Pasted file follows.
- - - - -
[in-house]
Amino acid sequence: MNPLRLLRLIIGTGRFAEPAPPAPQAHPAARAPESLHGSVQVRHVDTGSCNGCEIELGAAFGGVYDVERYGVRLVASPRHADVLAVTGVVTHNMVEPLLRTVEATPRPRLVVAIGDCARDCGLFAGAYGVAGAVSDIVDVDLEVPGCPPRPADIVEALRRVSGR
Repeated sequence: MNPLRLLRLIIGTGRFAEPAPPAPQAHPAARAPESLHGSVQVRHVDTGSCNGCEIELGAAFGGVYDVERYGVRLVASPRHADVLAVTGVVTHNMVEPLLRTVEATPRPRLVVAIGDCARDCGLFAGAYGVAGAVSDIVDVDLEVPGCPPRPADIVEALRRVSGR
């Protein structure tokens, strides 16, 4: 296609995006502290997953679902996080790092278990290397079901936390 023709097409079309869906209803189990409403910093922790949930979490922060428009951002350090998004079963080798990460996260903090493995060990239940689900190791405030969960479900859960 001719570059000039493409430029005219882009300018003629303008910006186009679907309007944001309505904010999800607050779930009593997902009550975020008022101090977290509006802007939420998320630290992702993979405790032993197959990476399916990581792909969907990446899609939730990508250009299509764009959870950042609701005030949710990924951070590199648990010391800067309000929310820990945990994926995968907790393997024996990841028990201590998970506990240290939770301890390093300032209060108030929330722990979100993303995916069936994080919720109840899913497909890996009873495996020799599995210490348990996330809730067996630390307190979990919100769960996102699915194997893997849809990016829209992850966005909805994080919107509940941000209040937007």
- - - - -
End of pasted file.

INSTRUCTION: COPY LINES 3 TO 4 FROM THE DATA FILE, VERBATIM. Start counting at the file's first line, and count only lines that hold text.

Repeated sequence: MNPLRLLRLIIGTGRFAEPAPPAPQAHPAARAPESLHGSVQVRHVDTGSCNGCEIELGAAFGGVYDVERYGVRLVASPRHADVLAVTGVVTHNMVEPLLRTVEATPRPRLVVAIGDCARDCGLFAGAYGVAGAVSDIVDVDLEVPGCPPRPADIVEALRRVSGR
């Protein structure tokens, strides 16, 4: 296609995006502290997953679902996080790092278990290397079901936390 023709097409079309869906209803189990409403910093922790949930979490922060428009951002350090998004079963080798990460996260903090493995060990239940689900190791405030969960479900859960 001719570059000039493409430029005219882009300018003629303008910006186009679907309007944001309505904010999800607050779930009593997902009550975020008022101090977290509006802007939420998320630290992702993979405790032993197959990476399916990581792909969907990446899609939730990508250009299509764009959870950042609701005030949710990924951070590199648990010391800067309000929310820990945990994926995968907790393997024996990841028990201590998970506990240290939770301890390093300032209060108030929330722990979100993303995916069936994080919720109840899913497909890996009873495996020799599995210490348990996330809730067996630390307190979990919100769960996102699915194997893997849809990016829209992850966005909805994080919107509940941000209040937007």